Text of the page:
To obtain the first degree in arts, (A.B.,) the candidate must have passed examination in all the required studies, and in a sufficient number of approved elective studies to make the complement of three for each semester of the curriculum. Candidates for the second degree (A.M.) must pass examination in studies which have been approved by the Faculty as equivalent to a post-graduate course of two full years, and must present an accepted dissertation on some topic connected therewith.
AIMS AND METHODS OF INSTRUCTION.
The aims and methods of instruction in the several departments are, of course, essentially similar to those of any well-organized college. They will be exhibited, however, somewhat fully, because the doubt has been expressed in influential quarters, whether in this “Woman’s College” a collegiate standard could be maintained, and because it is right that the public should understand precisely what measure of success has thus far attended the effort.
The limits of time prescribed to the several departments necessitate in each a selection of specific objects. The general plan is, to combine an outline of the entire field or branch of inquiry with a scientific investigation of so much of it as there is time to study thoroughly. The aim is invariably understood to be, not simply to charge the memory with facts, but to teach the methods and cultivate a habit of independent research, training the faculties to do in each department its appropriate work without a mentor.
ENGLISH LANGUAGE AND LITERATURE.
The course in this department aims:
a. To teach, theoretically, the laws of thought (logic), of expression (rhetoric), and of utterance (elocution);
b. To train the student, practically, to a good style of writing, speaking, and reading English (essays, readings, and recitations);
c. To drill her in specialties of the English word and sentence (etymology, synonyms, analysis of sentences);
d. To introduce her to English literature.
Before entering the freshman class, she must be well grounded in some good school-grammar, and must understand, theoretically, the rules for constructing sentences, the principles of punctuation, the definitions of rhetorical figures and terminology of literary criticism, and the general laws of style, as taught in manuals of elementary rhetoric.
In the freshman year, she is exercised in the practical application of this knowledge. Every five weeks she must present for criticism an essay upon a prescribed theme, and, with the help of a teacher, studies the principles of rhetoric as illustrated by the excellences or defects of her own literary work. The specific aim, at this stage, is to call forth her natural style of thought and expression. Models are not used, and every form of imitative writing is discouraged. The criticisms are minute, personal, and free, being made in private interviews between the teacher and the individual student. This method of criticism is observed throughout the course. During the latter half of this year, she is drilled in the analysis of English sentences.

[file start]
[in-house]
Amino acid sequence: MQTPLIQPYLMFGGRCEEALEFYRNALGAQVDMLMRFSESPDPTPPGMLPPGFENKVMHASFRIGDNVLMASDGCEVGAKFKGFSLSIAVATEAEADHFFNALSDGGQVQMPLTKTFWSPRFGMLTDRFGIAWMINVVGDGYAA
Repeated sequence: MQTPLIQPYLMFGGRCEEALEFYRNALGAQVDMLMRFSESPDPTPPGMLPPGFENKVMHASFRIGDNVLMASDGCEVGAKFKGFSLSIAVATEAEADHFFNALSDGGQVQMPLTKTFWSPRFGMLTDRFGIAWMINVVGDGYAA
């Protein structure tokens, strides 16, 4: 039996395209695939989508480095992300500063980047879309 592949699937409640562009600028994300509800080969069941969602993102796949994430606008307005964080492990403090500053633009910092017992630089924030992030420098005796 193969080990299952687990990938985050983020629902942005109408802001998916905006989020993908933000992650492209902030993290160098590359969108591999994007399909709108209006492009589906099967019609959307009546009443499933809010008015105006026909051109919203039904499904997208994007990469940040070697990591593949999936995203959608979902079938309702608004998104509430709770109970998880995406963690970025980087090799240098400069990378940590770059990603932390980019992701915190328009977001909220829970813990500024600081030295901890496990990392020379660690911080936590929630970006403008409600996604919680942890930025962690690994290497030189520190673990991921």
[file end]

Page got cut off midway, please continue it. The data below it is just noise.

The first half of the sophomore year is occupied with the history of English literature. Here, limitation is imperatively necessary. Twelve writers are selected who have most potently influenced English thought and the English language since the beginning of the sixteenth century, and these alone are studied. The study involves, however, a general view of the progress of literary development during this period. From the lectures of the professor, and copious references to the college library made therein, the student gathers material which she is required, after reasonable time for digesting it, to put into the form of a carefully written essay on the writer in question, containing her own estimate of the man, his writings and their influence, and her opinion on mooted points. By this method she acquires a habit of studying pen in hand, gains much historical and biographical information, and cultivates alike the power of original reflection and facility of composition on literary topics.
During the latter half of this year, the periodical writing of themes is renewed, and twice a week there is a class exercise in English etymology and synonyms.